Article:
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Kuru, AIDS, and Witchcraft

Reconfiguring Culpability in Melanesia and Africa

Isak Niehaus

This article examines the significance of witchcraft accusations during the South African AIDS epidemic. In search of broader intercontextual understanding, I compare experiences of AIDS in Bushbuck ridge, where I have done fieldwork, with anthropological studies of kuru, a transmissible degenerative disease, in Papua New Guinea. Whereas scientists blamed the spread of kuru on the practice of cannibalism, those who were affected attributed it to sorcery. These dynamics resonate with the encounters between health workers and host populations during the AIDS epidemic in Bushbuckridge. Health propaganda attributed the rapid transmission of HIV to sexual promiscuity. In response, sufferers and their kin invoked witchcraft, shifting blame onto outsiders and reinforcing the relations that medical labeling threatened to disrupt. The comparison enables us to see witchcraft accusations as a means of reconfiguring culpability, cutting certain networks, and strengthening other existing configurations.

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Diana Espírito Santo

by witchcraft: the annihilation of self. There is no self to be worthy of salvation by overcoming sin because there is no ‘fixed’ self from the outset. The telos is not perfection; instead, it is power—the power to decide and to act on one’s destiny

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Sophie Nakueira

Nakivale, the oldest refugee camp in Uganda, hosts refugees fleeing various forms of political unrest from several African countries. Uganda’s humanitarian framework makes it an attractive place for refugees. Little is known about the role that humanitarian policies play in shaping interactions between different actors or the politics of accusation that emerges within this settlement. In a context in which the status of a refugee can confer preferential access to scarce resources, different refugee communities struggle to define themselves, their neighbours and kin in terms of the camp’s humanitarian language. Describing the everyday anxieties that define life in the camp, this article shows how accusations become powerful resources that refugees draw upon to meet the criteria for resettlement to a third country, but also how these forms of humanitarian assistance rely on processes of exclusion that create endemic accusations of corruption, criminality and even witchcraft.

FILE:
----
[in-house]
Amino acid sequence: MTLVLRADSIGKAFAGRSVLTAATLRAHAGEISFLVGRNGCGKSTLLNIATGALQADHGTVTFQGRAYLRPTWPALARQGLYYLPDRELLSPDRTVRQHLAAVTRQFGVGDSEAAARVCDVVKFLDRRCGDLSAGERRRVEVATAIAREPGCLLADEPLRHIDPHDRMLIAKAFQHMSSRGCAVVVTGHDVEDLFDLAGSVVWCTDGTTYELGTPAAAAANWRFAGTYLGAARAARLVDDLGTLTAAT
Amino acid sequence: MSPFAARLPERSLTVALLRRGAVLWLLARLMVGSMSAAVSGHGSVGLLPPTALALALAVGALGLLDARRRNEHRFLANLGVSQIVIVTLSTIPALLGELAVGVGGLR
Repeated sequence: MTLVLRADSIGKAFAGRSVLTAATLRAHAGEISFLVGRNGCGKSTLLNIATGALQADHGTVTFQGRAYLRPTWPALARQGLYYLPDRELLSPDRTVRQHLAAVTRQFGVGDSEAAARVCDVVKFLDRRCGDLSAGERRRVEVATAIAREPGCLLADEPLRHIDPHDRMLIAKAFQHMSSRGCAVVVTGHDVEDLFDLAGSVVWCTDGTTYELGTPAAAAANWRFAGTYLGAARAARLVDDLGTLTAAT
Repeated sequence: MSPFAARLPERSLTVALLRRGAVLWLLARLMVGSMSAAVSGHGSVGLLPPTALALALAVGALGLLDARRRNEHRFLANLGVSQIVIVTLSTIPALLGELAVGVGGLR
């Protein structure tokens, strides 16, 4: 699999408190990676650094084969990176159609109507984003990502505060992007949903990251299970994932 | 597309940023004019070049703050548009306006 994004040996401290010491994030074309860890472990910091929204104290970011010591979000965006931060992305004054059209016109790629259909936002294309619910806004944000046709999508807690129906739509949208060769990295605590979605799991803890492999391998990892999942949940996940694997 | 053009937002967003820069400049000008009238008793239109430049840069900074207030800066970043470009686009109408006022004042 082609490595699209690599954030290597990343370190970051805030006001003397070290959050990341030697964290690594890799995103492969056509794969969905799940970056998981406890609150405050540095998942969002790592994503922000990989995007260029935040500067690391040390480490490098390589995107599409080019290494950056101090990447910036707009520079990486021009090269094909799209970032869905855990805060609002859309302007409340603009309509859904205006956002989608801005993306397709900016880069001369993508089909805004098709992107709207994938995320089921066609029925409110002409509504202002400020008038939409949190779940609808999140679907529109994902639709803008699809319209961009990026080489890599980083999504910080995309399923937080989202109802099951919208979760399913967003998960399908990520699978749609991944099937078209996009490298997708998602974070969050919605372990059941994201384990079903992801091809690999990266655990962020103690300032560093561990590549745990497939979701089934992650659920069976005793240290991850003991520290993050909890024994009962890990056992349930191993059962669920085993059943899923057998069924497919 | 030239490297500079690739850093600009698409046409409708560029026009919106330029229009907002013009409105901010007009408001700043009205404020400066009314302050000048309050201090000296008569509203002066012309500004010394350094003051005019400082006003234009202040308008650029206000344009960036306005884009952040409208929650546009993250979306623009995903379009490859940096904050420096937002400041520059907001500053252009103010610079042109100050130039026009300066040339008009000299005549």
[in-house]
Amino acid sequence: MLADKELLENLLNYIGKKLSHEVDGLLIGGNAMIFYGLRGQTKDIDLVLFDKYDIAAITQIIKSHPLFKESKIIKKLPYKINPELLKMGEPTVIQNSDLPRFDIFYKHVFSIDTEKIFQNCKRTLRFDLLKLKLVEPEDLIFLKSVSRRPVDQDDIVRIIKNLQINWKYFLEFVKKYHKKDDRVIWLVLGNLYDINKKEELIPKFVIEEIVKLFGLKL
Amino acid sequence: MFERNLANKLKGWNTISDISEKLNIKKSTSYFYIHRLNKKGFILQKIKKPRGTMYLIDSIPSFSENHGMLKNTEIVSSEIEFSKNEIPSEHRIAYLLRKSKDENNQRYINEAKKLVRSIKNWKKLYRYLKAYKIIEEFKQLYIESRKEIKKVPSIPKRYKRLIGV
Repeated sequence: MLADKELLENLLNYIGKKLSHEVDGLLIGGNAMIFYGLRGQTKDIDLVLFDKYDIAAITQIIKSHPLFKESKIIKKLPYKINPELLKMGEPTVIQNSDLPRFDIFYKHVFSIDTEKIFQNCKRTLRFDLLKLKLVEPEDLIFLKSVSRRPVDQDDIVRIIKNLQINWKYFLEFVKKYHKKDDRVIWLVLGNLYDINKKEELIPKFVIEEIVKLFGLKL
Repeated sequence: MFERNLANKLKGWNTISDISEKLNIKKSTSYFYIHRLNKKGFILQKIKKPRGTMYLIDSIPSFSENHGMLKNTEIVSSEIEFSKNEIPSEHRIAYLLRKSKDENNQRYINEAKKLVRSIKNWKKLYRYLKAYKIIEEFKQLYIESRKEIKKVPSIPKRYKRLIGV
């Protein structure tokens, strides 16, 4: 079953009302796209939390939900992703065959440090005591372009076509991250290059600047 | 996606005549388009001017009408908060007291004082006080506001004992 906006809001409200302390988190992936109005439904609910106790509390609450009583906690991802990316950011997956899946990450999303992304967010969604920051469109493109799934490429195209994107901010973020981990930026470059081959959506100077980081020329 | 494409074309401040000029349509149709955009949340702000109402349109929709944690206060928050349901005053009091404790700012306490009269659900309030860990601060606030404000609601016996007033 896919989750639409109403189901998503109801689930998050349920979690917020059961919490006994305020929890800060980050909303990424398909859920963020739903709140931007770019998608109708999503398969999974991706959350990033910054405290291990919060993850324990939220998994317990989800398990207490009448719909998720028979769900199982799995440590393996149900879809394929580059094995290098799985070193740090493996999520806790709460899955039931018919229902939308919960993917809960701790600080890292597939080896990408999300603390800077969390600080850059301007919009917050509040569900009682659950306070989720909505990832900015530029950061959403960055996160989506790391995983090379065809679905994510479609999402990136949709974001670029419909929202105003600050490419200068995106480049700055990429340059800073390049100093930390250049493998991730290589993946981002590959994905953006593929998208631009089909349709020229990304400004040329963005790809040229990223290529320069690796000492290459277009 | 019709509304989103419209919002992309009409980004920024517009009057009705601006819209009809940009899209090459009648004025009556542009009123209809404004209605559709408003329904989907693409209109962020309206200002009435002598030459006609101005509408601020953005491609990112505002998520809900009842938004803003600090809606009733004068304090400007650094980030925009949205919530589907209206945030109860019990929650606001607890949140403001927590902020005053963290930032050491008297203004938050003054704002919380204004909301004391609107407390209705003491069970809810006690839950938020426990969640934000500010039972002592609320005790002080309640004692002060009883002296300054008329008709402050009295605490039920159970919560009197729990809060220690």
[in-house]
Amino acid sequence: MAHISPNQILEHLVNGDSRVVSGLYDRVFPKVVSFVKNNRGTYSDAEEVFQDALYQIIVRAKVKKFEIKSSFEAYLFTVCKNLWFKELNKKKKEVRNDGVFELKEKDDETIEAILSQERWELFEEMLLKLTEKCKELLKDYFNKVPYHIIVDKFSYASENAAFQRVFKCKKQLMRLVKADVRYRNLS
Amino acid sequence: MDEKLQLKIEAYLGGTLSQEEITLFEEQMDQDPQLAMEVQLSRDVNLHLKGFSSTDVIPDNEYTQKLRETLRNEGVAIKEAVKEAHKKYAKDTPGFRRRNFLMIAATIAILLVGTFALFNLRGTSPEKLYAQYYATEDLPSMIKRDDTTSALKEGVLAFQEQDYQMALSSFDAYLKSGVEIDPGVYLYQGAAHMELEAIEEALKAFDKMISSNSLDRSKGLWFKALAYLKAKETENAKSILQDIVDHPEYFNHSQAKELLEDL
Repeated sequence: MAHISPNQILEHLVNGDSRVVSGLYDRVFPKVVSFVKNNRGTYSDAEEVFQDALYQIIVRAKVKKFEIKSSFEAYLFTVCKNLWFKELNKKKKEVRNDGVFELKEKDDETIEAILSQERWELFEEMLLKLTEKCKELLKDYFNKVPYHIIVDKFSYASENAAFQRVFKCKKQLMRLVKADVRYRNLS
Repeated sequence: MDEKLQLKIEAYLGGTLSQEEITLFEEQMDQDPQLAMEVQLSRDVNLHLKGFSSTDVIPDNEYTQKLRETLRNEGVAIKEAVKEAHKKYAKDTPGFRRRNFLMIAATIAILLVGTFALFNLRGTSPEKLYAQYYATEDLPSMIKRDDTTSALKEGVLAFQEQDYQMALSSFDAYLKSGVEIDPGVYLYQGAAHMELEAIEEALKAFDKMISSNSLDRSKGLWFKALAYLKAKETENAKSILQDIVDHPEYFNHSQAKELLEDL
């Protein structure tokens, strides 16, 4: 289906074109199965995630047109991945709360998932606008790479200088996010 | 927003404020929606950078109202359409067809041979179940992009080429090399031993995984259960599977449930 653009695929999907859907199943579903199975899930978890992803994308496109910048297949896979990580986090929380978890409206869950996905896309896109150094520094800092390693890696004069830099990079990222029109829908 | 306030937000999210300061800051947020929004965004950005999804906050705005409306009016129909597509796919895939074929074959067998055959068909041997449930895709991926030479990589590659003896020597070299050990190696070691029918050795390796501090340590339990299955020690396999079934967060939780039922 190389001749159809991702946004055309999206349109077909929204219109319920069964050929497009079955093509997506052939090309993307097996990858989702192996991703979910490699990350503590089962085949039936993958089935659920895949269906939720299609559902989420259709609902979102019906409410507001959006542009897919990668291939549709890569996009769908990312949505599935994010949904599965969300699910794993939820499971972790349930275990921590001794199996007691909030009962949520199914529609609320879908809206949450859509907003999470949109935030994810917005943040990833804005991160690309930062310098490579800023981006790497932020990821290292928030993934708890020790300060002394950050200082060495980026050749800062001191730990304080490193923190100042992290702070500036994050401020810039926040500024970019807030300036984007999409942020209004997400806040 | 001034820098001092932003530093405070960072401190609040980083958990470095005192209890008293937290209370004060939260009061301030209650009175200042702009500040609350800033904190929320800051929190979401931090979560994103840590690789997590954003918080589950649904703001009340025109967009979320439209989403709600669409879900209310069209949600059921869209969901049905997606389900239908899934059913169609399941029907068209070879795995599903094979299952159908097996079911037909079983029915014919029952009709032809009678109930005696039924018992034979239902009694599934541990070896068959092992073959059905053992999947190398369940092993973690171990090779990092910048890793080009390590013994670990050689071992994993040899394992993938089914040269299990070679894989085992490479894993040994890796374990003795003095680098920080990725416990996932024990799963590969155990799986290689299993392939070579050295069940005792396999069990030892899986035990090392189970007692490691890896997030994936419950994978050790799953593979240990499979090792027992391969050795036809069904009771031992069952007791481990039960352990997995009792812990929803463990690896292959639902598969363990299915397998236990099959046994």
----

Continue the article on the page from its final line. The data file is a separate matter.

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Johan Wedel

This article focuses on efforts to overcome the divide between state legality and local practices. It explores a pragmatic effort to deal with witchcraft accusations and occult-related violence in customary courts among the Miskitu people in Eastern Nicaragua, taking into account both indigenous notions of justice and cosmology, and the laws of the state. In this model, a community court (elected by the community inhabitants and supported by a council of elders), watchmen known as ‘voluntary police’ and a ‘judicial facilitator’ play intermediary roles. Witchcraft is understood and addressed in relation to Miskitu cultural perceptions and notions of illness afflictions, and disputes are settled through negotiations involving divination, healing, signing a legally binding ‘peace’ contract, a fine, and giving protection to alleged witches. This decreases tensions and the risk of vigilante justice is reduced. The focus is on settling disputes, conciliation and recreating harmony instead of retribution.

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“SpiritS Follow the words”

Stories as Spirit Traces among the Khmu of Northern Laos

Rosalie Stolz

among them. This spirit could be called a witch spirit, for it takes possession of human souls, without their awareness, to feed on the inner organs of another human—a phenomenon anthropologically known as witchcraft but locally not given a name of its

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Nature, Science and Witchcraft

Interview with Fay Weldon

Joanna Zylinska and Fay Weldon